I’ve been scrolling through this one regularly, and thankfully have yet to run across one of my listing photos.
The listing photos are so important – every home buyer gives them a thorough look before deciding whether or not to visit a home. A bad first impression often means there won’t be a second look, and that means no sale! So the bottom line is a picture can be worth thousands of dollars!
When it’s your time to list, I hope you’ll allow me to demonstrate the personal care that makes selling your Saint Paul home a low-stress experience! I’m always available via phone at (651) 251-4898 or email at firstname.lastname@example.org.
Today’s Twin Cities’ asking prices fall into a wide range—although current market conditions are making it tough to find a great bargain. Last week came news of one that clearly defined the term “deal” (at least regarding the asking price). This was found in Montclair, New Jersey. CBS interviewed the selling agent and Fortune Magazine wrote it up.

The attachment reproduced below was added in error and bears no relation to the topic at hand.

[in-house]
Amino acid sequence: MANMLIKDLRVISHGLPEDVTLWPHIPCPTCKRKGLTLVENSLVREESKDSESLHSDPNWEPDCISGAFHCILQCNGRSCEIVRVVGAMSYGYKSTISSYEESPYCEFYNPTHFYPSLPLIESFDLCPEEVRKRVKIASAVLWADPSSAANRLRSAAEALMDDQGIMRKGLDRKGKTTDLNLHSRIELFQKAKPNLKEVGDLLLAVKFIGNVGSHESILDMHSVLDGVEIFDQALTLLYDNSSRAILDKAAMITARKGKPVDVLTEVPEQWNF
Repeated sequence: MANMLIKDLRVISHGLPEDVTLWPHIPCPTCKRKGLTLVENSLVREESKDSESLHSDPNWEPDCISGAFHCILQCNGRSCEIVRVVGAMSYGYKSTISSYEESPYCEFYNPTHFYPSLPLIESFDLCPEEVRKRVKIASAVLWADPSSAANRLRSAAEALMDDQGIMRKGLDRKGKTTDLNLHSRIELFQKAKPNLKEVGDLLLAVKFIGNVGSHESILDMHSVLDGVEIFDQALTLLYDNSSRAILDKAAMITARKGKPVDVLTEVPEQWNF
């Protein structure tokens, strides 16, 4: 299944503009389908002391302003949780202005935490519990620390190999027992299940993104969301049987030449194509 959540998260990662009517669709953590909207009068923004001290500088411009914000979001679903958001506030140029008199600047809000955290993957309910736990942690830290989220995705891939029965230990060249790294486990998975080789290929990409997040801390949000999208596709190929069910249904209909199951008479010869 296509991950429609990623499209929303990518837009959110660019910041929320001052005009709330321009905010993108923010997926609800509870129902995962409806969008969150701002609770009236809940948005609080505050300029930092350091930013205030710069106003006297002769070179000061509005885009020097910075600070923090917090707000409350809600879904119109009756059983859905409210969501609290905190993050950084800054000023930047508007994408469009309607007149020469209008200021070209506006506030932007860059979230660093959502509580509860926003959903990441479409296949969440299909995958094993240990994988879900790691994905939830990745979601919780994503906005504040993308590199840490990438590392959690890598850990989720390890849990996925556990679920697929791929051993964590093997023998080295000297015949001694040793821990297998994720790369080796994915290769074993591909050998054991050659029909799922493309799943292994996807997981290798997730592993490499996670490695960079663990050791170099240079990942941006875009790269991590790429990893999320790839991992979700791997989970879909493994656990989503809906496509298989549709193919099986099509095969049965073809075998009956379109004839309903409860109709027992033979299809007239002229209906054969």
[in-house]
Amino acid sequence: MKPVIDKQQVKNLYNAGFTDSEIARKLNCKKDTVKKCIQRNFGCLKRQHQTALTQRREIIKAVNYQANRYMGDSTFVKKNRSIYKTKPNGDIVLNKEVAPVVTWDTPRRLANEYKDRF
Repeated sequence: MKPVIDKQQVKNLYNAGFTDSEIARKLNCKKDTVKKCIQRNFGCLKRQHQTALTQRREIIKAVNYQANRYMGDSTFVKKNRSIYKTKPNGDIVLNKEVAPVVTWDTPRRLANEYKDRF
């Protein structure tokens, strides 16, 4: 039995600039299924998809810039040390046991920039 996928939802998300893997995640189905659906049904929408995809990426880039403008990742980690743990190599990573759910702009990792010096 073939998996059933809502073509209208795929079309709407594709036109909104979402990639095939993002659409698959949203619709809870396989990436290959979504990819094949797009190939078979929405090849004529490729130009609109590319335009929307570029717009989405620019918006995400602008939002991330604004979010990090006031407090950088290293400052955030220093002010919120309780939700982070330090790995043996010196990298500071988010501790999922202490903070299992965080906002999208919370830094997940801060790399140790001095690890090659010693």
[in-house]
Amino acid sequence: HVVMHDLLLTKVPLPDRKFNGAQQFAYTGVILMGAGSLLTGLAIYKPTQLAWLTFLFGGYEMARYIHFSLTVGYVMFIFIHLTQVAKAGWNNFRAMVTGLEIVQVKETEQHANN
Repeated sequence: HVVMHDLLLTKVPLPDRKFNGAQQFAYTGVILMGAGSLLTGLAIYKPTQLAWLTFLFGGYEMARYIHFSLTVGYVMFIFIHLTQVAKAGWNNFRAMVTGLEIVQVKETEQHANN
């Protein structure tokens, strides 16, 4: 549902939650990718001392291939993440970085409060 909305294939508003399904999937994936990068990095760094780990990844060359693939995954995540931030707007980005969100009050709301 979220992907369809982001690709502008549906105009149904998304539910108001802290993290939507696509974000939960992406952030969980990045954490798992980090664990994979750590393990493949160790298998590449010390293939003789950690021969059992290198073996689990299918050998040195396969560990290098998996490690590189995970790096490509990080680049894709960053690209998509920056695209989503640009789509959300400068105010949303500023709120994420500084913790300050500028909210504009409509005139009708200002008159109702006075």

Photos made the offering all the more interesting since the asking price was so low—yet the pictures were not, as any well-schooled real estate watcher would have expected, fuzzy images of some run down dump. The shots all showed a pristine historical (1904) 4-bedroom, 2-bath beauty, seemingly presiding in stately repose over well-manicured grounds. It looked like, well—a mansion.
The asking price is $10.
For those budget-minded Twin Cities home shoppers always looking to find a great bargain, in this instance you might make an exception (although I would be tempted to bargain based on what you’re about to find out). Since the current asking price has already been reduced from $1,400,000, you have to expect that the owner will probably not be willing to come down much further. The $10 is probably a take-it-or-leave-it number – but home sellers say that all time time.